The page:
Conversation with Robin Ngangom

In a conversation with the Editorial, Robin Ngangom offers his heartfelt opinion on various issues that matter to human lives today – from the dangers of climate change to the decadence of poetry and poetic audience. The following is a moderated version of the conversation: 

Q.  There is a strong presence of a poetic persona in your poems, a persona  that floats through lyrics, violent happenings, and autobiographical elements. The persona sometimes takes the form of an adult  remembering his childhood days  and at other times  a man that is consciously talking about his homeland from a faraway (at least metaphorically) place. If you had lived  in Manipur, would this persona have been different?  How would have your musings on violence appeared in that case?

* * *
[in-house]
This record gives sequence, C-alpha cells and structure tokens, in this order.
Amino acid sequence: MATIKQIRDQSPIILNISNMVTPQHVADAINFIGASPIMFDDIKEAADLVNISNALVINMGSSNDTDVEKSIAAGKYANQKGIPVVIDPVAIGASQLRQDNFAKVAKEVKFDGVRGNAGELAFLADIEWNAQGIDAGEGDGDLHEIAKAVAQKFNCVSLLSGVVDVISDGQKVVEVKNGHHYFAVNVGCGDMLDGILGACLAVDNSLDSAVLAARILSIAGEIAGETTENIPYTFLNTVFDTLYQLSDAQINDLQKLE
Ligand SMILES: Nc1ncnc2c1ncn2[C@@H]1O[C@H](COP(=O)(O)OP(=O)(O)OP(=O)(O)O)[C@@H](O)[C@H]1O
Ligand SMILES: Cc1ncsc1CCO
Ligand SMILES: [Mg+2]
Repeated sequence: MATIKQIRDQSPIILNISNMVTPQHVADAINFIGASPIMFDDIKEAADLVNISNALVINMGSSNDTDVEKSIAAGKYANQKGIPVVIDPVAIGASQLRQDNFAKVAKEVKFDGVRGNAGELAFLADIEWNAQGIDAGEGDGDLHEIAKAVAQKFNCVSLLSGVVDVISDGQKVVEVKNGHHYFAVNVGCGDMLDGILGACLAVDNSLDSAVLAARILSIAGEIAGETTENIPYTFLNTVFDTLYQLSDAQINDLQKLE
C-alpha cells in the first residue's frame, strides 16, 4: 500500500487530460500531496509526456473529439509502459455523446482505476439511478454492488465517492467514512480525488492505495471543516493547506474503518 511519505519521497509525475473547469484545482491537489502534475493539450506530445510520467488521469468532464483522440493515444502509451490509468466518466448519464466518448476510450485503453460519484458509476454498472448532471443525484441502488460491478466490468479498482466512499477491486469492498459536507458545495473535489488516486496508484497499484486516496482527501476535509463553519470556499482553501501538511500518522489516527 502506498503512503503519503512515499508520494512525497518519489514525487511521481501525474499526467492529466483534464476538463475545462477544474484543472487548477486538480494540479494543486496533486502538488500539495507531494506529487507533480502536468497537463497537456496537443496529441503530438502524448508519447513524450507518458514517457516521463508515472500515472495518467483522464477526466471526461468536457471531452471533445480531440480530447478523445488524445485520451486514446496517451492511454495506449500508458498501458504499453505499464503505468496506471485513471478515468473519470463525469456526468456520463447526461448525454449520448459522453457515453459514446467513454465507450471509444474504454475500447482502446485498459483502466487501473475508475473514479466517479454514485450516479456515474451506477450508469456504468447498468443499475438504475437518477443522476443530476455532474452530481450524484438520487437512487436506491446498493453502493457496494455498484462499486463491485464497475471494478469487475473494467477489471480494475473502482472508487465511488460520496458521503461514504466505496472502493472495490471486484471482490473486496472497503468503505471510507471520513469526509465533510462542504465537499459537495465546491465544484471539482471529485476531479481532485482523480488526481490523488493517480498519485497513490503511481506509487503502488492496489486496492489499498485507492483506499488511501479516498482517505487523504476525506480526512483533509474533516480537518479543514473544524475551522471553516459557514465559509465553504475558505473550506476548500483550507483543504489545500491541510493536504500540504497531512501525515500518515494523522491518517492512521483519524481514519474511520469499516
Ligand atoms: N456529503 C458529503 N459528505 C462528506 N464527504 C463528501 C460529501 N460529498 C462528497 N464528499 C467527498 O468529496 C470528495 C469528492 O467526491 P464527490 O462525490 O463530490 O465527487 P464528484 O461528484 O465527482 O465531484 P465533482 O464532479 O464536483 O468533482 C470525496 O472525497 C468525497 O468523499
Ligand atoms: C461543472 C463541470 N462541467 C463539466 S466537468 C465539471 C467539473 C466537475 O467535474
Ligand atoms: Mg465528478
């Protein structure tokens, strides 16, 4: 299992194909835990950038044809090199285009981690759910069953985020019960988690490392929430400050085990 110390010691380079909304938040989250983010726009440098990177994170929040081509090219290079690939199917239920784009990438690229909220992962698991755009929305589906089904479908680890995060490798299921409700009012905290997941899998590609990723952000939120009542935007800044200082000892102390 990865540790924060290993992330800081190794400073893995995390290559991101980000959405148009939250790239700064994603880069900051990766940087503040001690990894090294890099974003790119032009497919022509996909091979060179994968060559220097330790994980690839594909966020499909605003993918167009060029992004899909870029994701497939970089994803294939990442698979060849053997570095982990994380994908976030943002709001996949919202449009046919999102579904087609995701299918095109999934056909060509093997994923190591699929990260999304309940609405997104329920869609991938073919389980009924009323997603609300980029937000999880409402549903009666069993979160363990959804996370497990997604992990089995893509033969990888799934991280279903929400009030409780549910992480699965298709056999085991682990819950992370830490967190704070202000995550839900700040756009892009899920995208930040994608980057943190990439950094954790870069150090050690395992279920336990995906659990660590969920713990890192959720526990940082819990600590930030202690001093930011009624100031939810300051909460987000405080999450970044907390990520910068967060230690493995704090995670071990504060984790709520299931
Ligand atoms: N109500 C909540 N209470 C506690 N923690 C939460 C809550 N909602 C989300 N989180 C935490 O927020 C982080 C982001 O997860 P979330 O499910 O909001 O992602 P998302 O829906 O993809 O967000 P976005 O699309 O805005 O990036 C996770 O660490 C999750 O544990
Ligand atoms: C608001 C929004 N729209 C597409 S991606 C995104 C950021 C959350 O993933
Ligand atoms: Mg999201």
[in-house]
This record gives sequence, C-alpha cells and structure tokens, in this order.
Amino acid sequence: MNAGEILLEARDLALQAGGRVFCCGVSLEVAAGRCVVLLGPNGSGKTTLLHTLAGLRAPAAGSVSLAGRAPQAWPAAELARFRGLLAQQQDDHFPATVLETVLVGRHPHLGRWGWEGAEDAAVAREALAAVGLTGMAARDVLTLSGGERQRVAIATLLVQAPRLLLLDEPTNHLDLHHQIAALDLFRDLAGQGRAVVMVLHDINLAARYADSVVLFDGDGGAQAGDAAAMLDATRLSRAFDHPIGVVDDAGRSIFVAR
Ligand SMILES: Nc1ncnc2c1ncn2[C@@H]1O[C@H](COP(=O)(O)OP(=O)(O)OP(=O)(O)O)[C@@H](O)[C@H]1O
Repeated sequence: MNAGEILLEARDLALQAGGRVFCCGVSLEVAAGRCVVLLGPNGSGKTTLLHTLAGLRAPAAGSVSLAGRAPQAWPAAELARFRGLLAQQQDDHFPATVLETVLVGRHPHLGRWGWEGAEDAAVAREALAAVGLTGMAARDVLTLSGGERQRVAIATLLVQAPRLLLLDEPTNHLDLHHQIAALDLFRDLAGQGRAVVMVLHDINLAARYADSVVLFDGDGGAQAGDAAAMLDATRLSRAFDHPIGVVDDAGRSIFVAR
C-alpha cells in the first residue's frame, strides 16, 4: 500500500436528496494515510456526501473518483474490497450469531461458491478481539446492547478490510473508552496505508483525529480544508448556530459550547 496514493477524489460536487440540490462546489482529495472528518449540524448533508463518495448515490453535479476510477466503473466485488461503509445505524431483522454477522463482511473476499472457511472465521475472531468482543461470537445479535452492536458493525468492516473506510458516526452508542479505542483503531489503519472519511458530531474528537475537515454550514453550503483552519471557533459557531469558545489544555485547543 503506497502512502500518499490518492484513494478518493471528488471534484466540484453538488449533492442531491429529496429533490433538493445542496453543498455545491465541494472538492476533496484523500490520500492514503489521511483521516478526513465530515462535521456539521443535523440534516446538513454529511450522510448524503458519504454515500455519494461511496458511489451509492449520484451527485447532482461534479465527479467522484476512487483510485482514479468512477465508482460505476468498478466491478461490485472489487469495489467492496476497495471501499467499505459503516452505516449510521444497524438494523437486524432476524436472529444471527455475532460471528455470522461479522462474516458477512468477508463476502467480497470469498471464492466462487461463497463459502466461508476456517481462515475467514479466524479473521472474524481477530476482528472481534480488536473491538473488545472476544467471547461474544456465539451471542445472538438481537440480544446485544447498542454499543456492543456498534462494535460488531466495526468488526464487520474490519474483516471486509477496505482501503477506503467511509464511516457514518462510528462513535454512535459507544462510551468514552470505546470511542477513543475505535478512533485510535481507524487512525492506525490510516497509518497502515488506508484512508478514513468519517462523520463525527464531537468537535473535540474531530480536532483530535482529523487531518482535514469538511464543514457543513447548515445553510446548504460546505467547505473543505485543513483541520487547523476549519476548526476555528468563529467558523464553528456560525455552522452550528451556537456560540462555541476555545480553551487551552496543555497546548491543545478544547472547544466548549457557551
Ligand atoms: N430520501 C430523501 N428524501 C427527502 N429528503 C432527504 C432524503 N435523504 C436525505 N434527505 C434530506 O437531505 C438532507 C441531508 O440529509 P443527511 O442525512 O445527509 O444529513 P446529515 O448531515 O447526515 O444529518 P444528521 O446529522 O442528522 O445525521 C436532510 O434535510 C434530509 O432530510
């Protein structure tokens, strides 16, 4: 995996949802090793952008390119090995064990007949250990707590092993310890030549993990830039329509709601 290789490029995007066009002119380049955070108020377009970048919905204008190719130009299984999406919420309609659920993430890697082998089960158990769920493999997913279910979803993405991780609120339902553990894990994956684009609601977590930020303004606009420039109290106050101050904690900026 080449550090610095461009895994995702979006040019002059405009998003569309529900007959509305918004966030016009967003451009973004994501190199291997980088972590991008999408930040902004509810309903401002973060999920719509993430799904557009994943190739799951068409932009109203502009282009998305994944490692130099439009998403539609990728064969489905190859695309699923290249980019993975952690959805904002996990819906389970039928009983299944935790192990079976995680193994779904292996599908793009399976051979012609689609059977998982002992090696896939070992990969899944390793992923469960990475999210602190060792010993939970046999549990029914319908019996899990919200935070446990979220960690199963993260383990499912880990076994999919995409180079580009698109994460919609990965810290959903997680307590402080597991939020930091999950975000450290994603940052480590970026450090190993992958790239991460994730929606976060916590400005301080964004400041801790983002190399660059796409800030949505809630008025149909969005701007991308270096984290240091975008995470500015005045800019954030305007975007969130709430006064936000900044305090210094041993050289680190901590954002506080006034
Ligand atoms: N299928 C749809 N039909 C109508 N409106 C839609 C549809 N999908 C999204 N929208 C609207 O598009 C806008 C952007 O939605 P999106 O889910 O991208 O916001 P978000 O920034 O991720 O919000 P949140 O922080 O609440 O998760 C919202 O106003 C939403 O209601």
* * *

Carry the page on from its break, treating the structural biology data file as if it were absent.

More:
Continue Reading

Kung Fu And Hustle

Filmmaker Kenny Basumatary talks about the fight to finish Local Kung Fu 2, the state of Assamese cinema and how being an actor-director is always an advantage

Films from Assam don’t really generate a conversation in national media other than the blink and miss appearances of Jahnu Barua’s continuous innings at the National Awards. But a little film, made on a paltry sum of Rs 1 lakh brought a welcome change in 2013. Kenny Basumatary’s Local Kung Fu pocketed extensive coverage not only because it managed to be a sound example of the indie wave, but also because it was a film that was exceedingly different from any other Assamese film. A slapdash mix of action, comedy, and romance, Local Kung Fu was a surprise hit in Assam, making Basumatary’s dream of being a legitimate filmmaker a tangible truth.

Continue Reading